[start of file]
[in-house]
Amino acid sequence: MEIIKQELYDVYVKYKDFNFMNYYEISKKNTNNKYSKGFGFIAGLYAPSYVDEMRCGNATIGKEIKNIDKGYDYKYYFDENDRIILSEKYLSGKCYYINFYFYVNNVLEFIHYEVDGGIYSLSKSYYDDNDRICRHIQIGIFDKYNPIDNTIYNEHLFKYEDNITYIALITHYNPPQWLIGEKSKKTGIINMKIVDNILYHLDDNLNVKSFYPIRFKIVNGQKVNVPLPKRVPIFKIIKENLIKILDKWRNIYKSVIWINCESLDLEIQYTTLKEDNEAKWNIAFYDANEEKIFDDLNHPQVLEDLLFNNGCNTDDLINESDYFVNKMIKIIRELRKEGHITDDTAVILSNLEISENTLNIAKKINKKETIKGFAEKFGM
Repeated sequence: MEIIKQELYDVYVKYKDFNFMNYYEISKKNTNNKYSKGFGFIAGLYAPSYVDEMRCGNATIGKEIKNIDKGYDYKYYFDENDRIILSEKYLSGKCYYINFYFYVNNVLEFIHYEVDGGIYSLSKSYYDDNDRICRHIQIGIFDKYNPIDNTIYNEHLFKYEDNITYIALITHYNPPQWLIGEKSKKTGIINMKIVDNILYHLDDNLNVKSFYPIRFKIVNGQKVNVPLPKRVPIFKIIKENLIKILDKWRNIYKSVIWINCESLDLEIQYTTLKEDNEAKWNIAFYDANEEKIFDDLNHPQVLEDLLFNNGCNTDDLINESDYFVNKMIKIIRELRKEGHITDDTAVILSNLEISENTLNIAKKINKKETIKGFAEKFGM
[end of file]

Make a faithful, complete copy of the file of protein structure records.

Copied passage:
[in-house]
Amino acid sequence: MEIIKQELYDVYVKYKDFNFMNYYEISKKNTNNKYSKGFGFIAGLYAPSYVDEMRCGNATIGKEIKNIDKGYDYKYYFDENDRIILSEKYLSGKCYYINFYFYVNNVLEFIHYEVDGGIYSLSKSYYDDNDRICRHIQIGIFDKYNPIDNTIYNEHLFKYEDNITYIALITHYNPPQWLIGEKSKKTGIINMKIVDNILYHLDDNLNVKSFYPIRFKIVNGQKVNVPLPKRVPIFKIIKENLIKILDKWRNIYKSVIWINCESLDLEIQYTTLKEDNEAKWNIAFYDANEEKIFDDLNHPQVLEDLLFNNGCNTDDLINESDYFVNKMIKIIRELRKEGHITDDTAVILSNLEISENTLNIAKKINKKETIKGFAEKFGM
Repeated sequence: MEIIKQELYDVYVKYKDFNFMNYYEISKKNTNNKYSKGFGFIAGLYAPSYVDEMRCGNATIGKEIKNIDKGYDYKYYFDENDRIILSEKYLSGKCYYINFYFYVNNVLEFIHYEVDGGIYSLSKSYYDDNDRICRHIQIGIFDKYNPIDNTIYNEHLFKYEDNITYIALITHYNPPQWLIGEKSKKTGIINMKIVDNILYHLDDNLNVKSFYPIRFKIVNGQKVNVPLPKRVPIFKIIKENLIKILDKWRNIYKSVIWINCESLDLEIQYTTLKEDNEAKWNIAFYDANEEKIFDDLNHPQVLEDLLFNNGCNTDDLINESDYFVNKMIKIIRELRKEGHITDDTAVILSNLEISENTLNIAKKINKKETIKGFAEKFGM